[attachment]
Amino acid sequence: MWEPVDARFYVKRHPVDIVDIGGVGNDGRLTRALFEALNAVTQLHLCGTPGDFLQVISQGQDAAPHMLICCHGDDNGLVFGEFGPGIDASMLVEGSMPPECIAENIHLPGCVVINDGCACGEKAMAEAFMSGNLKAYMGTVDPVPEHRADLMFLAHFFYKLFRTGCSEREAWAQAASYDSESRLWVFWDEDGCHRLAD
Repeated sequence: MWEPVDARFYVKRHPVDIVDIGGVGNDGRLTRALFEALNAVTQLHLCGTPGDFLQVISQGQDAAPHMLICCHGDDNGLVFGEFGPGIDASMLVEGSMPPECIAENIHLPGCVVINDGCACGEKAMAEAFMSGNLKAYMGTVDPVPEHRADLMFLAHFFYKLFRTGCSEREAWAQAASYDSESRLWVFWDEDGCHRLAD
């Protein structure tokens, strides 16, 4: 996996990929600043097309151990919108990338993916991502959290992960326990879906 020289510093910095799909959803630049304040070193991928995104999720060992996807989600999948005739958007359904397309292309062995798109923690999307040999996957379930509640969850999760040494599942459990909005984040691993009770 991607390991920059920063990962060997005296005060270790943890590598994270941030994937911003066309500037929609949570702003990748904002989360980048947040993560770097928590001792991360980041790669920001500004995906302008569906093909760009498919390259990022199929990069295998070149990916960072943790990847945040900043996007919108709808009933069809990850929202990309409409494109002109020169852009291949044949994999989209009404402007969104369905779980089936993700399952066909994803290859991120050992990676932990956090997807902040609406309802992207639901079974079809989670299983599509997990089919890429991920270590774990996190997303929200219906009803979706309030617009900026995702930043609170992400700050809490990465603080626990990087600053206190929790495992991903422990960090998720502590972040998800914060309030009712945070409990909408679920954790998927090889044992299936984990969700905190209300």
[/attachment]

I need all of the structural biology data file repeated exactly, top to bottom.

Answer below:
Amino acid sequence: MWEPVDARFYVKRHPVDIVDIGGVGNDGRLTRALFEALNAVTQLHLCGTPGDFLQVISQGQDAAPHMLICCHGDDNGLVFGEFGPGIDASMLVEGSMPPECIAENIHLPGCVVINDGCACGEKAMAEAFMSGNLKAYMGTVDPVPEHRADLMFLAHFFYKLFRTGCSEREAWAQAASYDSESRLWVFWDEDGCHRLAD
Repeated sequence: MWEPVDARFYVKRHPVDIVDIGGVGNDGRLTRALFEALNAVTQLHLCGTPGDFLQVISQGQDAAPHMLICCHGDDNGLVFGEFGPGIDASMLVEGSMPPECIAENIHLPGCVVINDGCACGEKAMAEAFMSGNLKAYMGTVDPVPEHRADLMFLAHFFYKLFRTGCSEREAWAQAASYDSESRLWVFWDEDGCHRLAD
């Protein structure tokens, strides 16, 4: 996996990929600043097309151990919108990338993916991502959290992960326990879906 020289510093910095799909959803630049304040070193991928995104999720060992996807989600999948005739958007359904397309292309062995798109923690999307040999996957379930509640969850999760040494599942459990909005984040691993009770 991607390991920059920063990962060997005296005060270790943890590598994270941030994937911003066309500037929609949570702003990748904002989360980048947040993560770097928590001792991360980041790669920001500004995906302008569906093909760009498919390259990022199929990069295998070149990916960072943790990847945040900043996007919108709808009933069809990850929202990309409409494109002109020169852009291949044949994999989209009404402007969104369905779980089936993700399952066909994803290859991120050992990676932990956090997807902040609406309802992207639901079974079809989670299983599509997990089919890429991920270590774990996190997303929200219906009803979706309030617009900026995702930043609170992400700050809490990465603080626990990087600053206190929790495992991903422990960090998720502590972040998800914060309030009712945070409990909408679920954790998927090889044992299936984990969700905190209300």